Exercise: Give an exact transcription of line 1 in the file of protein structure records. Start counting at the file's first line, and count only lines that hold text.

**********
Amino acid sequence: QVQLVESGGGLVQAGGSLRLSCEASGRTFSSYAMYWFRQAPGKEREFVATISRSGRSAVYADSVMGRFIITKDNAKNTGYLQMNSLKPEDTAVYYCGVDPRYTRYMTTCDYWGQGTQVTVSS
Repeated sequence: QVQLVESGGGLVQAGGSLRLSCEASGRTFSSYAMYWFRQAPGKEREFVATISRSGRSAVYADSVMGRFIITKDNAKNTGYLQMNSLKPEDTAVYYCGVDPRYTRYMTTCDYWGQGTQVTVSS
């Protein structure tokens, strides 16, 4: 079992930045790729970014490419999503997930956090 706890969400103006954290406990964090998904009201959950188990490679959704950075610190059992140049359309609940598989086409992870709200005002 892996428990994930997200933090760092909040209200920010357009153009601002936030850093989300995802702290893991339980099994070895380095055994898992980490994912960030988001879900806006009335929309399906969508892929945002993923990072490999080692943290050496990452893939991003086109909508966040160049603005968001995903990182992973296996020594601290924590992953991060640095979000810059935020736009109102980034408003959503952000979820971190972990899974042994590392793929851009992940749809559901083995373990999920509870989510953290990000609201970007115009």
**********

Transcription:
Amino acid sequence: QVQLVESGGGLVQAGGSLRLSCEASGRTFSSYAMYWFRQAPGKEREFVATISRSGRSAVYADSVMGRFIITKDNAKNTGYLQMNSLKPEDTAVYYCGVDPRYTRYMTTCDYWGQGTQVTVSS